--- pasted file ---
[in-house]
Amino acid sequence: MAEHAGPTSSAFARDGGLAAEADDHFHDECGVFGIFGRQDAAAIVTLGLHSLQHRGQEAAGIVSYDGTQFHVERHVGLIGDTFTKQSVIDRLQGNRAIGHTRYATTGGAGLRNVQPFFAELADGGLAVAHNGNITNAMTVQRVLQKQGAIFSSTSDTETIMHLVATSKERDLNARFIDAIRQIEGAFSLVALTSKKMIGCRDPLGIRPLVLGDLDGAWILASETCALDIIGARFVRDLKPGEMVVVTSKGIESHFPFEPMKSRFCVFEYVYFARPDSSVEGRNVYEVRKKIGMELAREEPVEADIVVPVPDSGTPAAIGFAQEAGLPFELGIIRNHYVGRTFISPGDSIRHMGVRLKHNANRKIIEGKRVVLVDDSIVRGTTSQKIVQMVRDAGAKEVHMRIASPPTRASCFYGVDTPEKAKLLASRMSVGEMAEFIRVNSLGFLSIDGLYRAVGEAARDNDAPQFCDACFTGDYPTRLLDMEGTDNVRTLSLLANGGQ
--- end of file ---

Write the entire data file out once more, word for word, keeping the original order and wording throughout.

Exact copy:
[in-house]
Amino acid sequence: MAEHAGPTSSAFARDGGLAAEADDHFHDECGVFGIFGRQDAAAIVTLGLHSLQHRGQEAAGIVSYDGTQFHVERHVGLIGDTFTKQSVIDRLQGNRAIGHTRYATTGGAGLRNVQPFFAELADGGLAVAHNGNITNAMTVQRVLQKQGAIFSSTSDTETIMHLVATSKERDLNARFIDAIRQIEGAFSLVALTSKKMIGCRDPLGIRPLVLGDLDGAWILASETCALDIIGARFVRDLKPGEMVVVTSKGIESHFPFEPMKSRFCVFEYVYFARPDSSVEGRNVYEVRKKIGMELAREEPVEADIVVPVPDSGTPAAIGFAQEAGLPFELGIIRNHYVGRTFISPGDSIRHMGVRLKHNANRKIIEGKRVVLVDDSIVRGTTSQKIVQMVRDAGAKEVHMRIASPPTRASCFYGVDTPEKAKLLASRMSVGEMAEFIRVNSLGFLSIDGLYRAVGEAARDNDAPQFCDACFTGDYPTRLLDMEGTDNVRTLSLLANGGQ